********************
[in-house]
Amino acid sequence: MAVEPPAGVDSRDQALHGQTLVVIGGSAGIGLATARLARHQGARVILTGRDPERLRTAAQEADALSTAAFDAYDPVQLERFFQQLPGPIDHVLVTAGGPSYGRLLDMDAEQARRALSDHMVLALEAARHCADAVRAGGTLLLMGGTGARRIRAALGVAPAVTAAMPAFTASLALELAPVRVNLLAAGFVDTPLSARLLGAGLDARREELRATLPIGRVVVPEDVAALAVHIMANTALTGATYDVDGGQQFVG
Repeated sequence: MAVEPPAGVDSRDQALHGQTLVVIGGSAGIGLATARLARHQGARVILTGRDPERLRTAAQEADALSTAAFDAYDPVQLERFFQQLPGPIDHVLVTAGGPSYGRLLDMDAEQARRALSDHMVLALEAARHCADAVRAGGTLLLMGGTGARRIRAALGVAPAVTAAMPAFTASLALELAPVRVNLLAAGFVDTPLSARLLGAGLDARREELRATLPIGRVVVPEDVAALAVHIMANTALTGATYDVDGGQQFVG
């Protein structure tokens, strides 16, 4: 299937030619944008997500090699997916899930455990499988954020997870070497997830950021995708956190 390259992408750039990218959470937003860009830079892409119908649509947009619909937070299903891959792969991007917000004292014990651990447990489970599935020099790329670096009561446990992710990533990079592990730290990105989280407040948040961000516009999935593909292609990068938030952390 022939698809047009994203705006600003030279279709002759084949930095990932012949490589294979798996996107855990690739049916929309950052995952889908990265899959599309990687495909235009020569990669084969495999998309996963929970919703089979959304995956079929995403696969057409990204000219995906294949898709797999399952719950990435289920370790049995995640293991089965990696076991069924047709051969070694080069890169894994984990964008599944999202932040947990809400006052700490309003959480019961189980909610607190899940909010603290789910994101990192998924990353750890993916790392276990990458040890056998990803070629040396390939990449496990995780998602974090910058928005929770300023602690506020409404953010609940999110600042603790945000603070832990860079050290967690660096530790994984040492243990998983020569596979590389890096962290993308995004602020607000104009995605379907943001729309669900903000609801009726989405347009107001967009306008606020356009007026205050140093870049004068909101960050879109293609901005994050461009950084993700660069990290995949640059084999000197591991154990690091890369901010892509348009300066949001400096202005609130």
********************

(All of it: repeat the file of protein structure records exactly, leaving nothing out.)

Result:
[in-house]
Amino acid sequence: MAVEPPAGVDSRDQALHGQTLVVIGGSAGIGLATARLARHQGARVILTGRDPERLRTAAQEADALSTAAFDAYDPVQLERFFQQLPGPIDHVLVTAGGPSYGRLLDMDAEQARRALSDHMVLALEAARHCADAVRAGGTLLLMGGTGARRIRAALGVAPAVTAAMPAFTASLALELAPVRVNLLAAGFVDTPLSARLLGAGLDARREELRATLPIGRVVVPEDVAALAVHIMANTALTGATYDVDGGQQFVG
Repeated sequence: MAVEPPAGVDSRDQALHGQTLVVIGGSAGIGLATARLARHQGARVILTGRDPERLRTAAQEADALSTAAFDAYDPVQLERFFQQLPGPIDHVLVTAGGPSYGRLLDMDAEQARRALSDHMVLALEAARHCADAVRAGGTLLLMGGTGARRIRAALGVAPAVTAAMPAFTASLALELAPVRVNLLAAGFVDTPLSARLLGAGLDARREELRATLPIGRVVVPEDVAALAVHIMANTALTGATYDVDGGQQFVG
């Protein structure tokens, strides 16, 4: 299937030619944008997500090699997916899930455990499988954020997870070497997830950021995708956190 390259992408750039990218959470937003860009830079892409119908649509947009619909937070299903891959792969991007917000004292014990651990447990489970599935020099790329670096009561446990992710990533990079592990730290990105989280407040948040961000516009999935593909292609990068938030952390 022939698809047009994203705006600003030279279709002759084949930095990932012949490589294979798996996107855990690739049916929309950052995952889908990265899959599309990687495909235009020569990669084969495999998309996963929970919703089979959304995956079929995403696969057409990204000219995906294949898709797999399952719950990435289920370790049995995640293991089965990696076991069924047709051969070694080069890169894994984990964008599944999202932040947990809400006052700490309003959480019961189980909610607190899940909010603290789910994101990192998924990353750890993916790392276990990458040890056998990803070629040396390939990449496990995780998602974090910058928005929770300023602690506020409404953010609940999110600042603790945000603070832990860079050290967690660096530790994984040492243990998983020569596979590389890096962290993308995004602020607000104009995605379907943001729309669900903000609801009726989405347009107001967009306008606020356009007026205050140093870049004068909101960050879109293609901005994050461009950084993700660069990290995949640059084999000197591991154990690091890369901010892509348009300066949001400096202005609130």